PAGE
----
After the corporation ceased operation in 1999, DND resumed control of the property. In March 2002, the surplus lands were transferred to the Canada Lands Company (CLC). On March 17, 2002, COPA Flight 60 wrote a letter to the editor of the Halifax Harold protesting the loss of this valuable asset.
In April 2002, a committee called the Shearwater Aerospace Centre was formed to interface with CLC and industry, and facilitate a commercially-viable solution to retain the main runway that was part of the surplus land, and to provide commercial development in the area.
The committee was spearheaded by the late LCdr (retired) Bill Farrell, an ardent advocate for naval aviation and C.F.I. for the Shearwater Flying Club. Several meetings took place with CLC, but no progress were made.
In 2003, General Aviation was unceremoniously kicked out of Shearwater, along with the Nova Scotia Community College Aviation Institute and the Shearwater Flying Club. The reasons for this were never clear.
In November 2006, CLC issued a Request for Proposals for the Shearwater lands it owned. Meanwhile, unbeknownst to COPA Flight 60, a group of senior retired military officers was lobbying Ottawa to retrieve the Shearwater land it sold to CLC, arguing it would be the ideal place to base the standing contingency task force.
The effort, known as “Operation Sea Horse,” emphasized the strategic importance of Shearwater, due to its water, air and road access. They were ultimately successful.
In July 2006, in order to support the Shearwater Heliport Conversion Project, DND started reacquiring some of the originally surplus land. In 2008 and 2009, DND reacquired an additional 250 hectares of land from CLC. Shearwater’s longest runway, broken up in several land parcels, sold, and repurchased, is back in DND’s hands – albeit in need of significant work to be re-certified.
What is currently being done? A new committee, called the Shearwater Airport Revival Group, has recently formed. The intent of this new committee is to work with government and DND to reopen access to Shearwater to General Aviation.
In a letter dated Sept. 15, 2009, the committee contacted the office of the Minister of Defense, Honorable Peter MacKay, and has asked for the following:
- Details of the future use of DND land at Shearwater;
- Name of contact person with whom the committee may correspond;
- Agreement to develop a process whereby GA can return to Shearwater.
The request was limited to GA access, as per original intent of the committee. There is no intention to negotiate commercial access/use of the airfield.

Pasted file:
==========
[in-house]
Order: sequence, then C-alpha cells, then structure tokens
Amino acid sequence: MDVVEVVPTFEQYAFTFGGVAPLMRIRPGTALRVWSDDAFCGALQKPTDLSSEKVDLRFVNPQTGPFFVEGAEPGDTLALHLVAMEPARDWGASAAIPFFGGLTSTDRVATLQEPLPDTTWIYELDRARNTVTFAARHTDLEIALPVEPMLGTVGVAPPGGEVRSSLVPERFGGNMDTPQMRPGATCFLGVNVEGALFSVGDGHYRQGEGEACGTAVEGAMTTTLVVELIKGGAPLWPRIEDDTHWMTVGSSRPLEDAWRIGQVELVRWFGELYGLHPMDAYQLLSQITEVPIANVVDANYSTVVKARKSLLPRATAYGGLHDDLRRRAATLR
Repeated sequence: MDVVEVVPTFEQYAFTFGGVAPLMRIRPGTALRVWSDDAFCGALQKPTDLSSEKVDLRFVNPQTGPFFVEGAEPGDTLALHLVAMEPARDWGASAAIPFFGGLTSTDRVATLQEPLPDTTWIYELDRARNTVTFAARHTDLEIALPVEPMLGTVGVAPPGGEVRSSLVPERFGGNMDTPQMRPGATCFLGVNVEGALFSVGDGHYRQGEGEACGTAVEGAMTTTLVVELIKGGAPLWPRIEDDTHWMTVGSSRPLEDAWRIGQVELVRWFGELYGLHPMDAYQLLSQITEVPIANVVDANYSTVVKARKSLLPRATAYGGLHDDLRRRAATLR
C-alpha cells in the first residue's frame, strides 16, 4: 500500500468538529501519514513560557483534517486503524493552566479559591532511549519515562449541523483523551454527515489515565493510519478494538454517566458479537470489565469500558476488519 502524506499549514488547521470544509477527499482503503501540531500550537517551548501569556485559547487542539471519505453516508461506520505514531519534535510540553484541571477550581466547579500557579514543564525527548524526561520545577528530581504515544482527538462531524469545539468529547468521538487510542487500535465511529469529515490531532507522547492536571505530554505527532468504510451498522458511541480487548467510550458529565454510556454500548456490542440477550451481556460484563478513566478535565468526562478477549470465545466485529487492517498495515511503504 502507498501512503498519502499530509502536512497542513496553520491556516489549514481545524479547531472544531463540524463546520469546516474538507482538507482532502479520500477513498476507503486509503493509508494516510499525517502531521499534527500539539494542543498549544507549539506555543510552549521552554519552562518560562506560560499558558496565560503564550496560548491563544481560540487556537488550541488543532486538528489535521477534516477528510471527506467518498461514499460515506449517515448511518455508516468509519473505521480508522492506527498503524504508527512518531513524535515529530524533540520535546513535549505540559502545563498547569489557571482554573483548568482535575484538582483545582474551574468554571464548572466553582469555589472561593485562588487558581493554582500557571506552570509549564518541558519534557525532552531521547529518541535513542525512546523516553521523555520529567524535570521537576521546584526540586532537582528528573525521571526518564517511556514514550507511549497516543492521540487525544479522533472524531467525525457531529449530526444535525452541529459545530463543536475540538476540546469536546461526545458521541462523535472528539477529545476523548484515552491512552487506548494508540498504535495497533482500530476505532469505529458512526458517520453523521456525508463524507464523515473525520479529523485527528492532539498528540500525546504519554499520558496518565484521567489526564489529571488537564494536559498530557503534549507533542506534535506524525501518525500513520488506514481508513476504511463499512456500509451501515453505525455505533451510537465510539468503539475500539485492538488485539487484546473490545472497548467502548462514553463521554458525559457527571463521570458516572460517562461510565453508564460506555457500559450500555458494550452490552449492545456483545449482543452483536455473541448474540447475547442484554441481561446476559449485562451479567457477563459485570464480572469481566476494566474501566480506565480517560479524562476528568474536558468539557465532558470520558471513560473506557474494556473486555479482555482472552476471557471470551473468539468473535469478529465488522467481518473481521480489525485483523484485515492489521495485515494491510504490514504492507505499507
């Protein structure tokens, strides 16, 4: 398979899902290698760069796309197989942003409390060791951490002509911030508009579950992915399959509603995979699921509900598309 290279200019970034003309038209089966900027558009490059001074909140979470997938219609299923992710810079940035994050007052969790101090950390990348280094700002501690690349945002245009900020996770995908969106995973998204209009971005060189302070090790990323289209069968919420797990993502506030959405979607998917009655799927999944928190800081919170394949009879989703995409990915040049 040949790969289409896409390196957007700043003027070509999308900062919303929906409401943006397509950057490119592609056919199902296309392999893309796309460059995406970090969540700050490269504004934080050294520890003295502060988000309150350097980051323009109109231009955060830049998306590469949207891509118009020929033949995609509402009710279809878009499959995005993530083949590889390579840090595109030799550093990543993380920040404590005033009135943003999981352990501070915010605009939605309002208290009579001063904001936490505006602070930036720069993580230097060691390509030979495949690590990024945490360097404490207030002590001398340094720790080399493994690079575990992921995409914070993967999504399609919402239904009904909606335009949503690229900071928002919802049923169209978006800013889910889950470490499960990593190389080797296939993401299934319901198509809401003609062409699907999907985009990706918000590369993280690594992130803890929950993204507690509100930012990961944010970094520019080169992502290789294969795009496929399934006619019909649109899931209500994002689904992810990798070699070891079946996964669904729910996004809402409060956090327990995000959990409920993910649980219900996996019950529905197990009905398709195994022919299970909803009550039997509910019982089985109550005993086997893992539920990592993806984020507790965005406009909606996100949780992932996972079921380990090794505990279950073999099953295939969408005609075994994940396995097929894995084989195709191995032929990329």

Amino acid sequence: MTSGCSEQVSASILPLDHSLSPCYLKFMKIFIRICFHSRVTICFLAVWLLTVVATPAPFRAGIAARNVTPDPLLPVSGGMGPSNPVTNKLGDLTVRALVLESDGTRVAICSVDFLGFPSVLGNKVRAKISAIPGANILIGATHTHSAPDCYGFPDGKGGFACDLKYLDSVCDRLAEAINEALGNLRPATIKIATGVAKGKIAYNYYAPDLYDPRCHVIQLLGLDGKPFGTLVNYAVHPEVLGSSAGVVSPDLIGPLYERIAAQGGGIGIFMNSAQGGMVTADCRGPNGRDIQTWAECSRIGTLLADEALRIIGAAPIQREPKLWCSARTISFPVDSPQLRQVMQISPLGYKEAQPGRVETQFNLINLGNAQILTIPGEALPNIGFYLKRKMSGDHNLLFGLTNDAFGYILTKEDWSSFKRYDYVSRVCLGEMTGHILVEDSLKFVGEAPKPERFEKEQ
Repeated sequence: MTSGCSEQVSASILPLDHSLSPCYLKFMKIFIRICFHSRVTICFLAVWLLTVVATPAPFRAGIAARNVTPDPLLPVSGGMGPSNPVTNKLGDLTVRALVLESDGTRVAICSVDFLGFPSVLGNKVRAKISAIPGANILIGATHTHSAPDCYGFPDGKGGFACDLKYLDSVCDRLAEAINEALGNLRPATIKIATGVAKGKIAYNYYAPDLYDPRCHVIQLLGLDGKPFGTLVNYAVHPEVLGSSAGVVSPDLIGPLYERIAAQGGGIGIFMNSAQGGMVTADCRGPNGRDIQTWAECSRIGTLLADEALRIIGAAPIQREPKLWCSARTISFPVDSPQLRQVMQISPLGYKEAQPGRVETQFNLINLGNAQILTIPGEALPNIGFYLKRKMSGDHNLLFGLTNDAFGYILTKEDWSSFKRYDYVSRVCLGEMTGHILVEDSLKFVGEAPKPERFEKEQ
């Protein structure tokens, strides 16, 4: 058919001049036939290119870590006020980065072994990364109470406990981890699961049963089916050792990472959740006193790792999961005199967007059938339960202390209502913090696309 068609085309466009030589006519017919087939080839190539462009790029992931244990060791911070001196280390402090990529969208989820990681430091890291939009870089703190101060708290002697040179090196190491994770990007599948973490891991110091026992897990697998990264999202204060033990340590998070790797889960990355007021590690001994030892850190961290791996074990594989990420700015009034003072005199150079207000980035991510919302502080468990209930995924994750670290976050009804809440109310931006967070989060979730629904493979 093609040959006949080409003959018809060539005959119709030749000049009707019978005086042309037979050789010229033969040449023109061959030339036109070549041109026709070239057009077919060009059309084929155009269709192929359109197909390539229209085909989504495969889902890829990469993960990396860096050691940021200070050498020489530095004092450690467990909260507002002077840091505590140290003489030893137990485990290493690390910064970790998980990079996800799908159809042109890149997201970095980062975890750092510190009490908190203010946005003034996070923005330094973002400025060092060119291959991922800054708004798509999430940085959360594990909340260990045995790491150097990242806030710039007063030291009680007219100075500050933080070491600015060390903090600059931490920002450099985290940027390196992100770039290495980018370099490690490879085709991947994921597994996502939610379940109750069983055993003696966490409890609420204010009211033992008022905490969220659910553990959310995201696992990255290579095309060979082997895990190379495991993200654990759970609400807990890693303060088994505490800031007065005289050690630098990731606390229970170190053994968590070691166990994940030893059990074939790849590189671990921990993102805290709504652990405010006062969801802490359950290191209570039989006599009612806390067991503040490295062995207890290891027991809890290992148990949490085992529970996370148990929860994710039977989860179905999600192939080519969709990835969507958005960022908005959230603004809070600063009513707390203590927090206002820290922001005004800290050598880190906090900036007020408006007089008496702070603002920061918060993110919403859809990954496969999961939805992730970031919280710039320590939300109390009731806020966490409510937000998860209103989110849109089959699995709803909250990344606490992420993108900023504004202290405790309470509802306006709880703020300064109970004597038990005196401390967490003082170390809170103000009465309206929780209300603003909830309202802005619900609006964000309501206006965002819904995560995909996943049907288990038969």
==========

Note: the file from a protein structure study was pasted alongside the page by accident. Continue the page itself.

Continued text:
As of Nov. 1, 2009, the Shearwater Airport Revival Group is waiting for a response from Hon Peter MacKay. Hon Peter Stoffer, Member of Parliament for Sackville–Eastern Shore, has called our Flight Captain twice to express his support. The provincial government was copied on the letter to MacKay, but has not yet replied.
Halifax Regional Municipality (HRM) has acknowledged the letter, and their CEO advises that “your plans do not conflict with anything HRM is working now, or may be planning for the future in this area”.
HRM has a Shearwater Planning and Advisory Committee which COPA was not aware of until recently. There is currently no COPA representation on this committee, but a request will be made to correct this oversight. HRM had been looking into building an artery road on the surplus land. This may still be possible since the reacquired land does not include a portion of the original surplus land along the shore of Morris Lake.
COPA National has been requested to assist the Shearwater Airport Revival Group. President Kevin Psutka attended the October meeting and reiterated his support. In addition, Psutka presented the results of a quick analysis on the status of GA in Halifax. His presentation, based on factual data from TC, reinforced the point that GA is sorely lacking facilities in the Halifax area and galvanized the audience.
The October meeting of COPA Flight 60 was filled with uplifting news, and the members left with hope that General Aviation may indeed have a future in the Halifax area.